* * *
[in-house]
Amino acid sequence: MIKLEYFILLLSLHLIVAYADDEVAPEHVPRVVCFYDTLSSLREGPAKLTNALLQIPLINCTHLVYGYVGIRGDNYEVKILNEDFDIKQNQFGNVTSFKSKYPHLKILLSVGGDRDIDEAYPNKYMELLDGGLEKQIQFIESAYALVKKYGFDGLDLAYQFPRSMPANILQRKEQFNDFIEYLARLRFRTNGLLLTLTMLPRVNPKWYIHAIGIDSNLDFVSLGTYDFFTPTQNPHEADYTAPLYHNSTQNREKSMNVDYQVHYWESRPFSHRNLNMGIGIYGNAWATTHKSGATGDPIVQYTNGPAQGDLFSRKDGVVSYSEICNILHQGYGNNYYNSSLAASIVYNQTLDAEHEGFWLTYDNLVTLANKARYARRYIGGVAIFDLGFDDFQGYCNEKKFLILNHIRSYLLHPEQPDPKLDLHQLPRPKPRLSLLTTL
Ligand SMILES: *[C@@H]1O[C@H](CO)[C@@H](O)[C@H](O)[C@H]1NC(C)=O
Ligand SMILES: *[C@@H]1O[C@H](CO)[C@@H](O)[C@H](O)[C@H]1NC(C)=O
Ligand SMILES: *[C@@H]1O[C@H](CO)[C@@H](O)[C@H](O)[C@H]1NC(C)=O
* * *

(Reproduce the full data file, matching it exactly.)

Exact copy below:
[in-house]
Amino acid sequence: MIKLEYFILLLSLHLIVAYADDEVAPEHVPRVVCFYDTLSSLREGPAKLTNALLQIPLINCTHLVYGYVGIRGDNYEVKILNEDFDIKQNQFGNVTSFKSKYPHLKILLSVGGDRDIDEAYPNKYMELLDGGLEKQIQFIESAYALVKKYGFDGLDLAYQFPRSMPANILQRKEQFNDFIEYLARLRFRTNGLLLTLTMLPRVNPKWYIHAIGIDSNLDFVSLGTYDFFTPTQNPHEADYTAPLYHNSTQNREKSMNVDYQVHYWESRPFSHRNLNMGIGIYGNAWATTHKSGATGDPIVQYTNGPAQGDLFSRKDGVVSYSEICNILHQGYGNNYYNSSLAASIVYNQTLDAEHEGFWLTYDNLVTLANKARYARRYIGGVAIFDLGFDDFQGYCNEKKFLILNHIRSYLLHPEQPDPKLDLHQLPRPKPRLSLLTTL
Ligand SMILES: *[C@@H]1O[C@H](CO)[C@@H](O)[C@H](O)[C@H]1NC(C)=O
Ligand SMILES: *[C@@H]1O[C@H](CO)[C@@H](O)[C@H](O)[C@H]1NC(C)=O
Ligand SMILES: *[C@@H]1O[C@H](CO)[C@@H](O)[C@H](O)[C@H]1NC(C)=O